Sticky Table Headers & Columns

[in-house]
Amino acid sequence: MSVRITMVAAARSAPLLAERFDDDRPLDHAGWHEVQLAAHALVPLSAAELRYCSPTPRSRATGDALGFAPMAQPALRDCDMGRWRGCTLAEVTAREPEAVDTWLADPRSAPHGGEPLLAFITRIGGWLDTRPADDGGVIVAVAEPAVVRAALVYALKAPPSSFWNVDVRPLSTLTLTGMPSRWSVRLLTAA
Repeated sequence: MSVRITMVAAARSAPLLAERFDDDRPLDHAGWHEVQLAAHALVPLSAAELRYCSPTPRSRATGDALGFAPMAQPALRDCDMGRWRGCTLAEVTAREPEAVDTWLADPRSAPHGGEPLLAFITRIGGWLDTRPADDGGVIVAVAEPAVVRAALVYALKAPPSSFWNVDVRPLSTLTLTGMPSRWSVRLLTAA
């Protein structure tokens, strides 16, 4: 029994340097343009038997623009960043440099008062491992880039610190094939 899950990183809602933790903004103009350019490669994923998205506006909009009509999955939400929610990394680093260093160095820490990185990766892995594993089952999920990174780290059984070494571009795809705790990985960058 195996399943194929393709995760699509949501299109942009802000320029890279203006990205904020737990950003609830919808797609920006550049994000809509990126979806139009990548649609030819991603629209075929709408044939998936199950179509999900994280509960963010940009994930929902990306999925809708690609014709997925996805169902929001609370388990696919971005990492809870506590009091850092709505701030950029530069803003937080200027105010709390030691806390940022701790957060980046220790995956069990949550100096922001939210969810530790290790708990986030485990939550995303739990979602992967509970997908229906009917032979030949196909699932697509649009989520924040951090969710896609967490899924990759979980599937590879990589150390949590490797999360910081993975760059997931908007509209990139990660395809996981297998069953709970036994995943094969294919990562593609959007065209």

View demo Download source Sticky table headers are no longer a stranger to an average website user — unlike on paper when a reader’s eyes can comfortably jump in saccades between top of a lengthy table and the rows of interest, the landscape orientation of most devices makes vertically-long tables hard to read. However, this very conundrum presents itself as a rich ground for UI experimentation that is not available to the printed media. Sticky table headers, as their name implies, remains affixed to the top of the viewport even when the original table headers are scrolled out of view. They help to clarify the representation and purpose of data in columns when the visual reference to original table headers was lost. Besides that, the aid in orienting users in a sea of tabulated information, therefore avoiding the need to repeatedly, and frustratingly, scroll between the top of the table where the header resides, and the region of interest further down, typically lying out of the viewport. There have been a handful of scripts and jQuery plugins written for the purpose of re-establishing the flow and ease of reading tables. While their implementation is flawless and efficient, they might not be an all-encompassing panacea for long tables. In some cases, tables have to obey certain layout rules that are not accounted for by the aforementioned plugins — such as tables that are forced to overflow due to dimension restrictions (e.g. to fit within a viewport). While this tutorial does not try to serve as an all-encompassing panacea to the decidedly sticky problem with sticky table headers, it addresses more possible...